Lion Semi: How High-Efficiency ICs Enable Fast-Chargingby Andrei Frumusanu on June 8, 2020 9:00 AM EST
The last few years have seen quite a large shift in the mobile market as smartphone vendors have engaged in a literal arms-race aiming for the fastest charging phones possible. In only a few years we’ve seen phones go from what used to be considered “fast charging” at rate of up to 18W to new advertised 65W rates. What a lot of consumers however often misunderstand, is that these new fast-charging systems aren’t primarily enabled by new battery technologies, but rather by new advances in charging systems that have become more and more efficient.
A smartphone’s thermal envelope is really only about 4W, maybe 5W in the very biggest form-factor devices nowadays. This would the be power dissipation that the phone is able to handle before its temperature rises to undesirable figures, both for safe of use for the consumer, as well as safety for the internal components.
This puts indirectly a fundamental physics limit to the charging speed of a phone; charging is always a lossy transfer of energy – be it on one side from the voltage conversion needed from the external charger to the internal battery charging voltage, or from losses from the internal resistance of the battery itself. At even a 99% charging efficiency, a 100W charging system would mean a 1W loss and heat dissipation in a phone. Given that a phone only has that fixed 4-5W thermal envelope – and you probably would still want to be able to actually use the phone while charging, it means that charging systems need to be as efficient as possible to get near that 100% mark to be able to reach higher wattage charging speeds.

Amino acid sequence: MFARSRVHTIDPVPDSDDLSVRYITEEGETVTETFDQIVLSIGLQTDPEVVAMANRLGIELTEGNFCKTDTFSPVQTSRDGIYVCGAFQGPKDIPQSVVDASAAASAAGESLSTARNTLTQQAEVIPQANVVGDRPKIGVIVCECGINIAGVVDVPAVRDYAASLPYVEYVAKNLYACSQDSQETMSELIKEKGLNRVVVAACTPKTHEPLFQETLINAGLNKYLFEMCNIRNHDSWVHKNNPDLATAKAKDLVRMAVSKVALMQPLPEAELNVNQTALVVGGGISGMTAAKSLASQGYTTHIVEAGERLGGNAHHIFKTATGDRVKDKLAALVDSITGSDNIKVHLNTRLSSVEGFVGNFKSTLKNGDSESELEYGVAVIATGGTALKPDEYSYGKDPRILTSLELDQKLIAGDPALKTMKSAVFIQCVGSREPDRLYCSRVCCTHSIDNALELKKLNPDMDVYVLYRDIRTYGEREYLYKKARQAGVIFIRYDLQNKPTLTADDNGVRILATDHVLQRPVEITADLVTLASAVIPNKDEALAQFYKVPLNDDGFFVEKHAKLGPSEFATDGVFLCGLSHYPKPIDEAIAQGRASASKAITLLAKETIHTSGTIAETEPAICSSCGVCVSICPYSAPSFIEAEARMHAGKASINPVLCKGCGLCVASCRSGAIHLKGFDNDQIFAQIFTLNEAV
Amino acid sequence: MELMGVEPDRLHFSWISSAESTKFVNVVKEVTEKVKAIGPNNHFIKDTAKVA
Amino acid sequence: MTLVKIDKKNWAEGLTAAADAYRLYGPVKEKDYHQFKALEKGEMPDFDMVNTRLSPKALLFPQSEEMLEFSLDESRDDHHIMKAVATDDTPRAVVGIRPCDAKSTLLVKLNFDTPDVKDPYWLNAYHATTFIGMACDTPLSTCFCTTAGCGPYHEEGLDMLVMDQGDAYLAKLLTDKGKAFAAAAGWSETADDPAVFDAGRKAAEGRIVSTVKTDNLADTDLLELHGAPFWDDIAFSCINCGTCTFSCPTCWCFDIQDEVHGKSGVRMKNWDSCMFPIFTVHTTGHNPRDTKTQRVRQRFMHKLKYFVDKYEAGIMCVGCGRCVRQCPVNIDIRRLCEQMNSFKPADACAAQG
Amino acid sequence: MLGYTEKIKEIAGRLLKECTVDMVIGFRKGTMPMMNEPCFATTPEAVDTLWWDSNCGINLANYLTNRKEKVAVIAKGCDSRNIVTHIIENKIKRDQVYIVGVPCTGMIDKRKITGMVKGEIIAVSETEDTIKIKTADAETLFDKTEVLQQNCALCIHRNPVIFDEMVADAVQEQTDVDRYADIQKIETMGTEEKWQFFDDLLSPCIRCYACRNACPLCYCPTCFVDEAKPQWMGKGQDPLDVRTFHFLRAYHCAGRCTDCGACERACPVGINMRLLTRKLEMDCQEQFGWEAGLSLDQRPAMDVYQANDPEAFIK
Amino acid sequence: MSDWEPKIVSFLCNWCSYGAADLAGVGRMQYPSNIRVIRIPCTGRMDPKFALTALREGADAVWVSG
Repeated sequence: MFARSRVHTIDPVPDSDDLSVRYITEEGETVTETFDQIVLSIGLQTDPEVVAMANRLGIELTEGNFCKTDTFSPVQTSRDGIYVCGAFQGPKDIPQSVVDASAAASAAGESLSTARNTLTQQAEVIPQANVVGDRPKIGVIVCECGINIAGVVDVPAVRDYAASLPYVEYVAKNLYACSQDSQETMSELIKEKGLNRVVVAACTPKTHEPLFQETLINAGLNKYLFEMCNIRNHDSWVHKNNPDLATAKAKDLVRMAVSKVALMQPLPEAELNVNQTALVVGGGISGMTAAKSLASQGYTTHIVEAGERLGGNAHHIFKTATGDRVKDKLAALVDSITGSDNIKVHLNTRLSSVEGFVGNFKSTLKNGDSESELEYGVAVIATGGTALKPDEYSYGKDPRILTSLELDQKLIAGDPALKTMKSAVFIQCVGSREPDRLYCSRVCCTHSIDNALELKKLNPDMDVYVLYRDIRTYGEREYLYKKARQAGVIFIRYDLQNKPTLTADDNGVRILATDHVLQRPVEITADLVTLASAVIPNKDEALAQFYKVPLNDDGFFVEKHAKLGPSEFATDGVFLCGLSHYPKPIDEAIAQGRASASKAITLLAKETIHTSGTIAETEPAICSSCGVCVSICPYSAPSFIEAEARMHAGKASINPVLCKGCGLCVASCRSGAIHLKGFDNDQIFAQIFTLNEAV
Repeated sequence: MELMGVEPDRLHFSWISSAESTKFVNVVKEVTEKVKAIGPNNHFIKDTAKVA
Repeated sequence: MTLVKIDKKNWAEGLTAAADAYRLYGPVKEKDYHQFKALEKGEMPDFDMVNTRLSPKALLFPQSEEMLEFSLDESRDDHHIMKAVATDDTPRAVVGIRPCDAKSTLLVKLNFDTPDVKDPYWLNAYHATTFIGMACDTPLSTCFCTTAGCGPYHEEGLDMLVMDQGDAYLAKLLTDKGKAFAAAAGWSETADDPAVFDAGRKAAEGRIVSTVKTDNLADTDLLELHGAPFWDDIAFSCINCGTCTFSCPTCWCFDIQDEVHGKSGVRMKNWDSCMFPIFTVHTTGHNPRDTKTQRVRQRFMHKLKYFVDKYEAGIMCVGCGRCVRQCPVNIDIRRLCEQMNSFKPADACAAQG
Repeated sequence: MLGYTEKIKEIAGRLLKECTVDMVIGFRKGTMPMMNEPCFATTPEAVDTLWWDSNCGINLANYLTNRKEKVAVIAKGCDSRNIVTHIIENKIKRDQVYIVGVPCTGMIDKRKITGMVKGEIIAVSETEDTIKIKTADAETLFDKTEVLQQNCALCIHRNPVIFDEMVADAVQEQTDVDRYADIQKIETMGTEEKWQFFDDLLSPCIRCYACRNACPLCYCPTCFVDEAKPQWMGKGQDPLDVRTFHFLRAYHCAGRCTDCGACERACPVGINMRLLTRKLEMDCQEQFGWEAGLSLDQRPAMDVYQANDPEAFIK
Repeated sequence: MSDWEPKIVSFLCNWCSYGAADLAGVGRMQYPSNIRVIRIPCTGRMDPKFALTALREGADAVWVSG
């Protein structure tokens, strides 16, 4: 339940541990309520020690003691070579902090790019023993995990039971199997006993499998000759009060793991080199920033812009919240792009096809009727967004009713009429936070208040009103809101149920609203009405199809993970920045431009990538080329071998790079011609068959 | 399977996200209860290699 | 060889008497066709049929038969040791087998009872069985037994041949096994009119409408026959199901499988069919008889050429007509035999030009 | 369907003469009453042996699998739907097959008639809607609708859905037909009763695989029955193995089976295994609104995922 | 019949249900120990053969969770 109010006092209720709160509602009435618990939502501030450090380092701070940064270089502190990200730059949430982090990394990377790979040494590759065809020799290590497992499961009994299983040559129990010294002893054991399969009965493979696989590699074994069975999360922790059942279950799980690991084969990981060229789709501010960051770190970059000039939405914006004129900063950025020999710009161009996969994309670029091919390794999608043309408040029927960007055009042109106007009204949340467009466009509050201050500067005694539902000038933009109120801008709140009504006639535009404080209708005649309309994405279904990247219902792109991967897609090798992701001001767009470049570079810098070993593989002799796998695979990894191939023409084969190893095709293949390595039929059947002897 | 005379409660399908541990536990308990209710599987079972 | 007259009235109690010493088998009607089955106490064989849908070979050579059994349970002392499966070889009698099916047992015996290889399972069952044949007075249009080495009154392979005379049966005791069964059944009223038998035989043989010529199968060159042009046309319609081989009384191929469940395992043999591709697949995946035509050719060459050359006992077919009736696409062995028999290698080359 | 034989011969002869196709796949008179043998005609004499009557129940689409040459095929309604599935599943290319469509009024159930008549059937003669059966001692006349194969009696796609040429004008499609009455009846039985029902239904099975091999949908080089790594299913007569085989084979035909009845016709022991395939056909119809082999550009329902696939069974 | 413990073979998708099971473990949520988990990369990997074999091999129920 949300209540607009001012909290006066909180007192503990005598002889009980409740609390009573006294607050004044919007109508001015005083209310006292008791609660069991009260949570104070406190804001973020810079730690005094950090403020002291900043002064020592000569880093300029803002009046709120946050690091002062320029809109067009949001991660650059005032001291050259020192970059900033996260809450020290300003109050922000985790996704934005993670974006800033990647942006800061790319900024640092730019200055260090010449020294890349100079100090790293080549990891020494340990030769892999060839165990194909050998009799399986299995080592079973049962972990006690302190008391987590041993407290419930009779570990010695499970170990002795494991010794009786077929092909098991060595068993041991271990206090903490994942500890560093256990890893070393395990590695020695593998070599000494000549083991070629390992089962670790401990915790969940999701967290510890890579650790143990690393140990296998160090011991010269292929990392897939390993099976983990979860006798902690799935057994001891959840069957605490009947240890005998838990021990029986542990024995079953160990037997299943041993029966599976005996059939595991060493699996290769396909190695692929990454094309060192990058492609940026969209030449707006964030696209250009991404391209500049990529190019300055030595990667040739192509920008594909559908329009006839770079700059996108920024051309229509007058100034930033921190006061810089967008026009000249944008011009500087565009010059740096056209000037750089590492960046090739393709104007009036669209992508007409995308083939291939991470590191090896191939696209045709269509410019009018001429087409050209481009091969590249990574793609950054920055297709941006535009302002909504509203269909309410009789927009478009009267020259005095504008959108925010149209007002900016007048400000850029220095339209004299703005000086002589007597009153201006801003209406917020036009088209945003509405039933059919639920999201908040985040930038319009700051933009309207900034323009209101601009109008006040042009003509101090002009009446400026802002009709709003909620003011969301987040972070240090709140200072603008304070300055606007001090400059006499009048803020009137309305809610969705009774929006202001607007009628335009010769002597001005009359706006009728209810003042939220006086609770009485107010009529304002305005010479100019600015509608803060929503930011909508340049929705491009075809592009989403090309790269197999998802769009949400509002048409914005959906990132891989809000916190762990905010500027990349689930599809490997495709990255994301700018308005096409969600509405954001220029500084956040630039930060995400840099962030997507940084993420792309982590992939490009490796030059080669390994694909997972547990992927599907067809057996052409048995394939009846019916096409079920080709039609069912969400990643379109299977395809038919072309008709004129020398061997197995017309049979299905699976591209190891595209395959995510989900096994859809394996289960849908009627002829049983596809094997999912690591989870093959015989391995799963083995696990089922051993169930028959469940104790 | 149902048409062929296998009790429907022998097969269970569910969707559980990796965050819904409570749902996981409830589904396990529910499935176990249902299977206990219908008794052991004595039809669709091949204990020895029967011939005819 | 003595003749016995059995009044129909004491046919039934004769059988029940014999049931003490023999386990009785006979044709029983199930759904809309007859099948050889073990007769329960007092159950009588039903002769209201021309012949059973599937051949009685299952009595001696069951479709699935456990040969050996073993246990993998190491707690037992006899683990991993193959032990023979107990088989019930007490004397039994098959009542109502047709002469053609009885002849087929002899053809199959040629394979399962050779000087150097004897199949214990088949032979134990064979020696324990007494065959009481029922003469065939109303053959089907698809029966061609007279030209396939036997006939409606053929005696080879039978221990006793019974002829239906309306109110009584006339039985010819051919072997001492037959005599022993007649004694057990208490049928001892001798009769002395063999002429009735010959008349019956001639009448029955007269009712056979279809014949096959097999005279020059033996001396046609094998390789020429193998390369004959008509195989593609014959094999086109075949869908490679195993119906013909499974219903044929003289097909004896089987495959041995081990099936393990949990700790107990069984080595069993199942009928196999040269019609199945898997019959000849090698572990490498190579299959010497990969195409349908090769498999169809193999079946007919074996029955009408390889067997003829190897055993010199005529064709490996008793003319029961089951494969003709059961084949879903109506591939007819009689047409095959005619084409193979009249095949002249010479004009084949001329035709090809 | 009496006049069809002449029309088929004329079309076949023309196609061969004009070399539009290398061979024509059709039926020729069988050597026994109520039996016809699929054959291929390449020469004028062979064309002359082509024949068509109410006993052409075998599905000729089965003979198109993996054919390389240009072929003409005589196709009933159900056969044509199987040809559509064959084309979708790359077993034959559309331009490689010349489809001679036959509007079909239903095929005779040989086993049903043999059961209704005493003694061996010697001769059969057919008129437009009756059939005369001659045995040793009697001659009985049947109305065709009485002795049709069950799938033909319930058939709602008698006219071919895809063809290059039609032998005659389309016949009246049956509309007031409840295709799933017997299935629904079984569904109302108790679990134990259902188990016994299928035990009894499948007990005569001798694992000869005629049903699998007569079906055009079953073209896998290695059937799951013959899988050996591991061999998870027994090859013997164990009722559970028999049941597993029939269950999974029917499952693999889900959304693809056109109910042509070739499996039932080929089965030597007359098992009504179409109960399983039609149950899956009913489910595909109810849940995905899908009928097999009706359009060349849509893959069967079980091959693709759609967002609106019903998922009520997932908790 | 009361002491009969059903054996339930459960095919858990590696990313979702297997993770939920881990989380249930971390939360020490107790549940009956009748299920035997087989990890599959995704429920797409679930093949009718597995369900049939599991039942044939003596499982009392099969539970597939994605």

There are many different solutions to increasing charging efficiency, but today’s topic surrounds a younger start-up called Lion Semiconductor that specialises in a very different voltage conversion technology for power ICs, called switched-capacitor voltage converters. The San Francisco based start-up is seeing some increasing success in today’s mobile market where it enables vendors to achieve some of today’s fast charging phones.
The key characteristic of a switched-cap converter as to opposed to more traditional buck-converter based ICs is that they are able to achieve higher conversion efficiencies with lower component complexity. A traditional buck converter as you’d find in any regular PMIC power rail on PC or mobile phones operates by pulse-wave modulation of an input voltage into an inductor that stores and “buffers” the energy into a lower “smoothed” output voltage. The problem with such designs is that one requires large PCB space as the magnetic components can be quite large in physical size. One can reduce the inductor size by increasing the PWM operating frequency, but this then increases the switching related power loss on the circuit. A typical buck converter nowadays ranges in the 90-94% efficiency, which isn’t enough for use-cases such as high-wattage fast charging.
A switched-cap design makes away with the magnetic components and simply switches its input power into a small number of capacitors, vastly decreasing the power loss by several factors by up to a factor of 4x. The disadvantage of a switched-cap system is that it cannot operate as a regulator, meaning its voltage conversion is fixed at design, instead of the dynamic voltage that a buck converter can achieve. In the topic of a smartphone, we’re talking mostly about voltage divider switched capacitor designs with a common 2:1 conversion ratio.
As noted, we’ve seen fast charging becoming a key marketing differentiation point for various smartphone vendors in the industry. Primarily we’ve seen a ton of push by Chinese-vendors that seemingly have been trying to one-up each other in terms of the achievable charging speeds on an almost bi-yearly rate. This aggressive push has been requiring charging technologies to innovate as they get nearer to the limits of what’s physically possible.